Last week I blogged about how my frugality has, on occasion, cost me a bunch of money. Over the weekend, my miserly nature almost cost me something even more valuable--my face!
Saturday morning my wife complained that her shower was lukewarm. I told her it was probably because a couple of the kids and one of their overnight guests had used all of the hot water. Saturday afternoon, when my youngest son tried to shower, it was ice cold. I knew what that meant.
I wandered down to the furnace room and sure enough, there it wasthe telltale water on the concrete under the 5-or-6 year old water heater. The tank was leaking. Time for a replacement.
I dialed my faithful plumber. He was more than willing to help, but pointed out that all of the plumbing supply houses were closed for the weekend. He said hed be happy to pick up a new water heater at one of those consumer warehouse stores which ARE open on weekends, but the only brand they carry, in his opinion, would last no more than three yearssometimes only one. Better, he said, to wait until Monday when the supply house opens and he could pick up a quality unit. I agreed. Why pay all that money for inferior goods and have to do another replacement installation a couple of years down the road?
I looked at the current, leaking heater. It was dripping, but it wasnt a gusher. Water heaters are cleverly and safely designed so that leaking water eventually fills up kind of bowl atop the flame spreaderwhich looks like a giant version of those on a gas stove. The water in the bowl keeps the flame from igniting; thats how you soon learn your tank is leakingno hot water. Theres also a failsafe that shuts down the pilot light.
No hot water? For the rest of the weekend? No showers, clean dishes, clothes washer? My wife was less than thrilled. I decided to relight the water heater--which isnt as completely stupid as it sounds. My thought was that Id mop up the water from the leak, re-light the pilot and let it ignite the main flame. Heat the water in the holding tank good and hot and it should get us through the weekend. My plan worked fineexcept one tank wasnt enough. There was always the need for one more shower, load of laundry, vat of dishes. Each time, Id head back to the basement, flop on the concrete and go through the same drill.
By Sunday afternoon I was working on about my fifth re-light. Yes, I was tired of crawling around on the dirty floor, mopping up water and reaching into the belly of the tank to hold a match to the pilot. So I did what my father, my flight instructors, my inner voice have always told me not to do.
I took a shortcut.
Why mop out all that water for yet another relight? Wont it just boil away?
I lit the pilot. I turned on the gas. I heard a curious gurgling noise, apparently the sound of gas bubbling through that saucer of water atop the flame spreader. I waited. Nothing.
If I were smart, or careful, or both, Id have turned off the gas before I made my next move, but I didnt.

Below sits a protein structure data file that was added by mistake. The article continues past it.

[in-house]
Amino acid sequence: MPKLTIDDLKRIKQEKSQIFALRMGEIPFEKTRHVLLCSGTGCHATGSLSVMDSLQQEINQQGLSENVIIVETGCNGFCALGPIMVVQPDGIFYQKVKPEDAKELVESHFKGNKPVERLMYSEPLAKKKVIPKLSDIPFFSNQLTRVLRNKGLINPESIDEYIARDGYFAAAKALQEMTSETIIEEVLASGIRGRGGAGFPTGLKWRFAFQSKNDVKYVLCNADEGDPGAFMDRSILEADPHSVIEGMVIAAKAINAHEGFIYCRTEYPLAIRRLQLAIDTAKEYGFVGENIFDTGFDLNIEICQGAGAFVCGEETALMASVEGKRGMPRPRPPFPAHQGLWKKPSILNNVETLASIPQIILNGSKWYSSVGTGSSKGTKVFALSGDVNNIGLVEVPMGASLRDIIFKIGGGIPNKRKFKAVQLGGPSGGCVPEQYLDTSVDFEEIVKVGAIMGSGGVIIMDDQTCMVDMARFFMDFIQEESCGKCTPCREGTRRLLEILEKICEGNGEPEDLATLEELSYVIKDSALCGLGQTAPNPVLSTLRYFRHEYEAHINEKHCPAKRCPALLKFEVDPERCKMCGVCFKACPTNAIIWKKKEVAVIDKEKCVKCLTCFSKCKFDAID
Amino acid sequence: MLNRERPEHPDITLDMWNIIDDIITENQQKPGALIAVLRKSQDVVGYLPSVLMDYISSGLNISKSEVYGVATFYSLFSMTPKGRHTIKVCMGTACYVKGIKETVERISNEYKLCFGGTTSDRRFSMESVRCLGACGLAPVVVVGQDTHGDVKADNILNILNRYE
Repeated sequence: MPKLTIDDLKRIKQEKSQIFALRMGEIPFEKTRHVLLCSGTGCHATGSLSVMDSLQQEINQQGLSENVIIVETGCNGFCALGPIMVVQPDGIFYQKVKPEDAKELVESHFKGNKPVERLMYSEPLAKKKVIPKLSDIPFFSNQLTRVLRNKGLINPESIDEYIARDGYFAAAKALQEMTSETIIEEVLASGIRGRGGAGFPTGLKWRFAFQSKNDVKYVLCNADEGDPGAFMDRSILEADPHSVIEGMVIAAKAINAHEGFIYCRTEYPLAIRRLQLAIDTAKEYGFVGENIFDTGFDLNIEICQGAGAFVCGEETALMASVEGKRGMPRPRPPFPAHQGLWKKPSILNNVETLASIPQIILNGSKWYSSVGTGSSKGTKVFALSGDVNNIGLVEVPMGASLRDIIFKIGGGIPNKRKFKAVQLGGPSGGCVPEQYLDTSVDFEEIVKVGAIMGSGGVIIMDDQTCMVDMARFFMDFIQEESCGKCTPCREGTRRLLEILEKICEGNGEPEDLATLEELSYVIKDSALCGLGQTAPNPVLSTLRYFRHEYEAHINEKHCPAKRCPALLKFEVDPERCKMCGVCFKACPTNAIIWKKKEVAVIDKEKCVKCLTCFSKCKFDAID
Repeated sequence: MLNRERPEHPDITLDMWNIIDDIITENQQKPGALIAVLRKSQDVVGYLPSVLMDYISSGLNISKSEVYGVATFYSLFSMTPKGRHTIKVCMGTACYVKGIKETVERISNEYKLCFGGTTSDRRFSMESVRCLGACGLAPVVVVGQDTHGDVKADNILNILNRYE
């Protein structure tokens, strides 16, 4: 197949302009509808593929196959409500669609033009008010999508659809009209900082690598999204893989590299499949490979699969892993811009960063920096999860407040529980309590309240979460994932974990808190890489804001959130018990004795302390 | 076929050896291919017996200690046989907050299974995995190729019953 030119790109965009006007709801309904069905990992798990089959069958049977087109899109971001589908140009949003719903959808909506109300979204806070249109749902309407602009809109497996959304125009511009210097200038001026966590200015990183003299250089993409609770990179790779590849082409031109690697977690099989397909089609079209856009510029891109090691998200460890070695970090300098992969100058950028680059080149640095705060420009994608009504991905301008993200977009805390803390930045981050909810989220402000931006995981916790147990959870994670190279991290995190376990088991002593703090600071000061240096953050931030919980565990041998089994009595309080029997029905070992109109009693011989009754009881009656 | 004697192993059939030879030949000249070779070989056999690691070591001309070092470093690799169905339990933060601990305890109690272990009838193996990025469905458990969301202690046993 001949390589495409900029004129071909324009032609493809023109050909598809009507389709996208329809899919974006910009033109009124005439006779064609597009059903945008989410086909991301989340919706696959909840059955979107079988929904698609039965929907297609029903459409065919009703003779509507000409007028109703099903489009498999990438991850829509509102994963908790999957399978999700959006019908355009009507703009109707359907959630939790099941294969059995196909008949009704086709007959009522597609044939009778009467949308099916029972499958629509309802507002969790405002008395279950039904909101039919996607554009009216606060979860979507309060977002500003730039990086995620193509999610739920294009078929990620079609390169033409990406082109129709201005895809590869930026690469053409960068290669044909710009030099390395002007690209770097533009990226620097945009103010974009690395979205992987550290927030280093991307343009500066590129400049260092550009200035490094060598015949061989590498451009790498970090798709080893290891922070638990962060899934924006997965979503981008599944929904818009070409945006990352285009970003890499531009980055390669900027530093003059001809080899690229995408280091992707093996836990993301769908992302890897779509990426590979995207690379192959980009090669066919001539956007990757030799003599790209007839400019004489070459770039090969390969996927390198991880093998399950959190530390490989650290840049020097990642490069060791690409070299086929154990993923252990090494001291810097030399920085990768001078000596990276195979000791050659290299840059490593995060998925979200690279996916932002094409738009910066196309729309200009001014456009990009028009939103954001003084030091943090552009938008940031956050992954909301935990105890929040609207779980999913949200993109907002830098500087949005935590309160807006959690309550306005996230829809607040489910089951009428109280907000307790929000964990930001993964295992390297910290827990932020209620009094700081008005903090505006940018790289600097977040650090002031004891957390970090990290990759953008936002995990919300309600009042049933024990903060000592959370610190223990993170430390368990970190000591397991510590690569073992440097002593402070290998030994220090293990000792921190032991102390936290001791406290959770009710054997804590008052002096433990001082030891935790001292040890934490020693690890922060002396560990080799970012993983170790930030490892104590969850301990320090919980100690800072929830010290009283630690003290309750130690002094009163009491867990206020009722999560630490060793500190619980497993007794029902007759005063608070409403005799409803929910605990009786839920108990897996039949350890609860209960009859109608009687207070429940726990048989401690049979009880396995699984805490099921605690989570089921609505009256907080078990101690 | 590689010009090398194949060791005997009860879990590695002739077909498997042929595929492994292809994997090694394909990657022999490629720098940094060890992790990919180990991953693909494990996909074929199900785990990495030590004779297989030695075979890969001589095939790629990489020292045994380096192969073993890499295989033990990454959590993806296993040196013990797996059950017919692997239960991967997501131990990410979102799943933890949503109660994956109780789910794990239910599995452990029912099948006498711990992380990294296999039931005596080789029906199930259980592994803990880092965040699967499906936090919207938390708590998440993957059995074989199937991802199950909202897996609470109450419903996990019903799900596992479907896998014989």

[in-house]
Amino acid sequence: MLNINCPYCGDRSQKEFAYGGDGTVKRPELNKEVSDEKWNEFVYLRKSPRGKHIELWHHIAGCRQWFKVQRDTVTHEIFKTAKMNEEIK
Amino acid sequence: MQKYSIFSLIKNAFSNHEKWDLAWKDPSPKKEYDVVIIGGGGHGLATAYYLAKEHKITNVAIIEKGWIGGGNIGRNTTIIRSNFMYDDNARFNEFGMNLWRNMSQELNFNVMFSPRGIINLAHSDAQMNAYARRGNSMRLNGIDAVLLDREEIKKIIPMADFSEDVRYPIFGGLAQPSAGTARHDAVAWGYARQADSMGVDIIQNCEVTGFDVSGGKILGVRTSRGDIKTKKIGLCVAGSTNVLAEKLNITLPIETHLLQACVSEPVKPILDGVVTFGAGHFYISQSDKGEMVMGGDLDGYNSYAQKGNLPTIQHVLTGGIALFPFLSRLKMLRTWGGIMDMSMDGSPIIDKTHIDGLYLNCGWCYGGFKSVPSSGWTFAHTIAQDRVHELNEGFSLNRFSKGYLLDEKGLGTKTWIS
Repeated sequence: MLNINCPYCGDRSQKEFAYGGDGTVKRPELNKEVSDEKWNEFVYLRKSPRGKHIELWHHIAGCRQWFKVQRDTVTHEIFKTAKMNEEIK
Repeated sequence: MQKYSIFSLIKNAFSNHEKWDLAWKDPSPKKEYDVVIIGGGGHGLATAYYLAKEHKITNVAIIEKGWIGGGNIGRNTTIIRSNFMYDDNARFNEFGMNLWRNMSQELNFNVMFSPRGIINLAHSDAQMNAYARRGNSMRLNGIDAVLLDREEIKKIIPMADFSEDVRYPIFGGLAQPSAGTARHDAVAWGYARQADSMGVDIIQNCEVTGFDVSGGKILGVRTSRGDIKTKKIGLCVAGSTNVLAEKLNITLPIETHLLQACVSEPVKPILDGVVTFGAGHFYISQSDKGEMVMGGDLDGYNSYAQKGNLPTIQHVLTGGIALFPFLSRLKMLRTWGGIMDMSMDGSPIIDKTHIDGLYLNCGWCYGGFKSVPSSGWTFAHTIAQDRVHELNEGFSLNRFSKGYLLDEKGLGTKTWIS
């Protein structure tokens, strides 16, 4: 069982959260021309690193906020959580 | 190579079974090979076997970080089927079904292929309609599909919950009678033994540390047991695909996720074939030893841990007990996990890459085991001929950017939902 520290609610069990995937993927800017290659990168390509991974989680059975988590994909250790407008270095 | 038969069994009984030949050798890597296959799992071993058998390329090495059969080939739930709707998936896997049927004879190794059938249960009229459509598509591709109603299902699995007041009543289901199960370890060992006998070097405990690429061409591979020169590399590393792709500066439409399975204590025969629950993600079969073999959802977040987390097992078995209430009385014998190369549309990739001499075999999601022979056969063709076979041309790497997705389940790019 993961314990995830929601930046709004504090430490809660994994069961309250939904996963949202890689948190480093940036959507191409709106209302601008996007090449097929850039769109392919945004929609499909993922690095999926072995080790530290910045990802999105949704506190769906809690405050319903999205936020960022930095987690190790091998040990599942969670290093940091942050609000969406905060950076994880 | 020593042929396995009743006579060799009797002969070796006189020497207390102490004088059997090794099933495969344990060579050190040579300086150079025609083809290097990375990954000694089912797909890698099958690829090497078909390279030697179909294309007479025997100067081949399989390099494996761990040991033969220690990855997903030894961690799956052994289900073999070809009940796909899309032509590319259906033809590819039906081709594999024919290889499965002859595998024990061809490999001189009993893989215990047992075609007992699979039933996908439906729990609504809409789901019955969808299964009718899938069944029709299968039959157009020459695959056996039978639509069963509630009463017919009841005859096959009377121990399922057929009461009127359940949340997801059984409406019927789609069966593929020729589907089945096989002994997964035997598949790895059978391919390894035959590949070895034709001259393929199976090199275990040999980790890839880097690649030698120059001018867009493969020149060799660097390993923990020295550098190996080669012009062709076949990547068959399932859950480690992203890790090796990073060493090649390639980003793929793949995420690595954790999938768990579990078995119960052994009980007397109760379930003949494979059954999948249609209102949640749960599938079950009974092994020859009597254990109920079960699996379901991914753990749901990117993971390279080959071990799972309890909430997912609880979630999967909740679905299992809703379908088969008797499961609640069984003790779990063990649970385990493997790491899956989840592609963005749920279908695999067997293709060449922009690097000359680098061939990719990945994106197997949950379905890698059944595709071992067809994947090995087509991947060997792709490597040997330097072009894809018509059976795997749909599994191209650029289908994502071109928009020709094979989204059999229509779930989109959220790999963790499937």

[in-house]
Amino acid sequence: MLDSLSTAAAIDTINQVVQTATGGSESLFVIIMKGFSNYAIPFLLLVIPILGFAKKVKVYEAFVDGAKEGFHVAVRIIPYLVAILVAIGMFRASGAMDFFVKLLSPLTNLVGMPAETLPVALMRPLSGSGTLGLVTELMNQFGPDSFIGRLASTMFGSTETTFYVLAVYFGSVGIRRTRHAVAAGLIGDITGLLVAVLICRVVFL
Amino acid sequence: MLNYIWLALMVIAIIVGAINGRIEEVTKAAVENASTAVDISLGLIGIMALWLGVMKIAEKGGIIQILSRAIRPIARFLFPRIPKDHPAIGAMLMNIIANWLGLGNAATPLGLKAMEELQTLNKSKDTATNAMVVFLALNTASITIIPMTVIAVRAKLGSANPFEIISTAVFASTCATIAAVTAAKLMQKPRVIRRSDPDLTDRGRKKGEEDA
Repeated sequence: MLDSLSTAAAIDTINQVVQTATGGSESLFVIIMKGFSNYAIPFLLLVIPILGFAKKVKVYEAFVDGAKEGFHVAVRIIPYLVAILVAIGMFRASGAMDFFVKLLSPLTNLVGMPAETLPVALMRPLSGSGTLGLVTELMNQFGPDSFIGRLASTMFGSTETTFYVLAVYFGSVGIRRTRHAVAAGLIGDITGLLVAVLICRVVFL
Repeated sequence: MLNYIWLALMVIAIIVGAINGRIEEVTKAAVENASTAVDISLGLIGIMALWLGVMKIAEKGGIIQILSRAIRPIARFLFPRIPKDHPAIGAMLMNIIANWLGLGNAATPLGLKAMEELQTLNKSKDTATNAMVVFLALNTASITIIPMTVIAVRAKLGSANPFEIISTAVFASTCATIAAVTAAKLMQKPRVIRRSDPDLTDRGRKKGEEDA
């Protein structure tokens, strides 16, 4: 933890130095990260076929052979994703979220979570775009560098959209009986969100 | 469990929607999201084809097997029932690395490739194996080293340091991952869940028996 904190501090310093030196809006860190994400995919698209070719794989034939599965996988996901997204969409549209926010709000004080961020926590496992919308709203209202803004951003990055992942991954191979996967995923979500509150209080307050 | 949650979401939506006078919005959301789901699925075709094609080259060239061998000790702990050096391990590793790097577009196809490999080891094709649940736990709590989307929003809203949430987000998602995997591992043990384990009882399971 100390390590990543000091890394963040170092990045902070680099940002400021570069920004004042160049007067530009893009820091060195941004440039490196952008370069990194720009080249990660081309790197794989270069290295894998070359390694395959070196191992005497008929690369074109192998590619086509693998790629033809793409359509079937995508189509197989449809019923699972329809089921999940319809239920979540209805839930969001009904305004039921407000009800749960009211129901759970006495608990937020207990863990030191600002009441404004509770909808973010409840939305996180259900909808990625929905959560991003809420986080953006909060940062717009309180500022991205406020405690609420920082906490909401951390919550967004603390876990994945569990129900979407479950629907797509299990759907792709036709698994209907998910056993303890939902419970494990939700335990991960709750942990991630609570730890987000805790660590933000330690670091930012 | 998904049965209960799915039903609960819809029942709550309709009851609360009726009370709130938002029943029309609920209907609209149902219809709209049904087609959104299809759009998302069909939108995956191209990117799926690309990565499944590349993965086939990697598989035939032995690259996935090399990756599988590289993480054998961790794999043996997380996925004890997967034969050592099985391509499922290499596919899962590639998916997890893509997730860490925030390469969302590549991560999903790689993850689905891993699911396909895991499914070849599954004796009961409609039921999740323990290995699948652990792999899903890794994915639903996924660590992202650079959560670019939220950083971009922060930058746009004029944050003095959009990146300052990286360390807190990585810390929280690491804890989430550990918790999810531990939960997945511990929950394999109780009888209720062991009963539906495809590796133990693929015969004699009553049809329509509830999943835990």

I assumed the pilot light had been extinguished; I lay down on the floor to take a peek into the access door where that tiny flame flickers.
It is difficult to describe the moment of clarity that hit my brain about the same time a wall of blue flame hit my face. You moron! said my brain to the body it directs. You just roasted yourself in a mini gas explosion!
It took no longer than the blink of an eye; I know that I did close my eyes, although not before noticing the lovely blue color of the jet of flame that was erupting out of the viewing port at the base of the tank and wrapping around my head. I bolted upright in an instant to get my face out of the line of fire. But by the time I reached a sitting position, it was over. Flame gone. Whoompf gone.
Face? Still with me. My eyes felt strange; that turned out to be the odd sensation provided by eyelashes suddenly singed and now curled back against the eyelids. Eyebrows and hair, also singed. The resulting smell? Not pleasant. But no skin damage, no burns, no serious damage of any kind, really. Just the sobering reality that I had done something very, very stupid and come out pretty much unscathed.
Oh, but there was evidence. Hildathe makeup artist here at Fox tasked with making me look presentableand Carol, who styles my hairnoticed right away when I sat down this morning. The steel-wool texture of my eyebrows. The melted lashes. The missing hair. Trust me--you do NOT want to have to endure a lecture from those two.
Plumbers, firefighters, OSHA expertsI appreciate your concern, but I dont need to hear from you. I know better than anybody that I did something really, really senseless. Its not much fun to feel your head enveloped in a ball of burning natural gas, if only for an instant. Thankfully the angels were with me, and I could be on-air with Janeand youtoday.
Yes, the plumber is at my house right now putting in a new water heater. And no, I wont do that again.
Jon Scott is the co-anchor for Happening Now (weekdays 11AM-12PM/ET). Jon is part of the original anchor team at FOX News Channel, having joined two months prior to its launch.. Click here for more information on Jon Scott.